Most controllers for PC had two buttons, making them inadequate for games like MK3 and Super Street Fighter II. Joysticks were more common because of the popularity of flight simulators, but joystick button layouts were designed for those types of games. The Gravis Gamepad, one of the most popular controllers during the ’90s, had four buttons, still shy of what MK and Street Fighter titles required.
But there was a perfect option right under Sculptured’s nose: the humble keyboard, sans mouse. It makes sense: keyboards have more than enough buttons to cover the combo and movement options needed, and the ability to remap and customize layouts offers a similar advantage here as in more familiar PC genres like first person shooters or real time strategy games. What’s more, the widespread adoption of mechanical keyboards and their attendant input advantages has led to them becoming a sleeper favorite for playing Mortal Kombat 3 to this day. Craddock went in-depth on this aspect of the community in the second excerpt:
The strongest benefit to playing on a keyboard, particularly mechanical models, is how they read keypresses… Mechanical keyboards, many of which are tailored for gaming, cost more to build and more to purchase, but their makers take no shortcuts. Each key has its own circuit, and you can press as many as you like at once.
That quality of mechanical keyboards’ input allows players to easily “buffer” moves, setting up combos and overwhelming opponents. Craddock highlights several currently-active Mortal Kombat 3 players who utilize keyboard controls instead of or in addition to fight sticks, including Kano Kriminal, Andrey Stefanov, and Mgo Umk, whose MK3 gameplay videos often include an overhead view of his hands at the keyboard, showing off this unique gameplay style. Seeing the playstyle in action is reminiscent of high-level fight stick gameplay: the layouts are similar, and Mgo Umk even directly compares their keyboard button mapping to an arcade board’s layout.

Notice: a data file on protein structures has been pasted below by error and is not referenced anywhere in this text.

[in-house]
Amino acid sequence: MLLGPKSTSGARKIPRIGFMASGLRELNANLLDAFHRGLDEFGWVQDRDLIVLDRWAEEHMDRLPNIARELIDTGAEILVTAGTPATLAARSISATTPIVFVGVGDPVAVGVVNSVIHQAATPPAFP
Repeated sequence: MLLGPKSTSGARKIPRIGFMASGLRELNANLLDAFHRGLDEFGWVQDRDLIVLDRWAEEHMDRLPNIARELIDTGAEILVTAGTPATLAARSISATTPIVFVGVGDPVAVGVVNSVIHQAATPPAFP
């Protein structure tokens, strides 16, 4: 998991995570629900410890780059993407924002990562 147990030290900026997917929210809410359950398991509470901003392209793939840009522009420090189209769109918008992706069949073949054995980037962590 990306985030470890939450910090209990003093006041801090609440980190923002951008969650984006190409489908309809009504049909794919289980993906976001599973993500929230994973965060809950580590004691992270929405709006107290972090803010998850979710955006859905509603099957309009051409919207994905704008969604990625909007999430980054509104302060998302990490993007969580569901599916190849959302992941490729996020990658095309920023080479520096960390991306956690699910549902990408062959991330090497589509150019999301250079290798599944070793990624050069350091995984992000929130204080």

Sculptured’s attention to MK3’s keyboard controls may have been even more far-sighted than the competitive community’s persistent love indicates. The 2015 fighting game project, Rising Thunder, focused on keyboard controls and had a lot of potential as an approachable, free-to-play fighting game. Radiant Entertainment was later acquired by Riot Games in 2016 and has been co-developing the League of Legends fighting game currently known as Project L. Rising Thunder’s keyboard-centric gameplay could form a foundation for that experience and also help introduce MOBA fans to the genre.
In just 12 sample pages of the first volume of Long Live Mortal Kombat, Craddock provides an enticing snapshot of a lost moment in gaming, as well as a fascinating look at how a development decision like Sculptured’s attention to MK3’s keyboard controls can reverberate through the years.
It’s a level of attention and care that the history of the hobby deserves, reminiscent of great work on development and enthusiast stories of years past by the Gaming Historian or Digital Foundry Retro. The full package of Long Live Mortal Kombat promises to be something special. The project’s Kickstarter campaign is open for backers.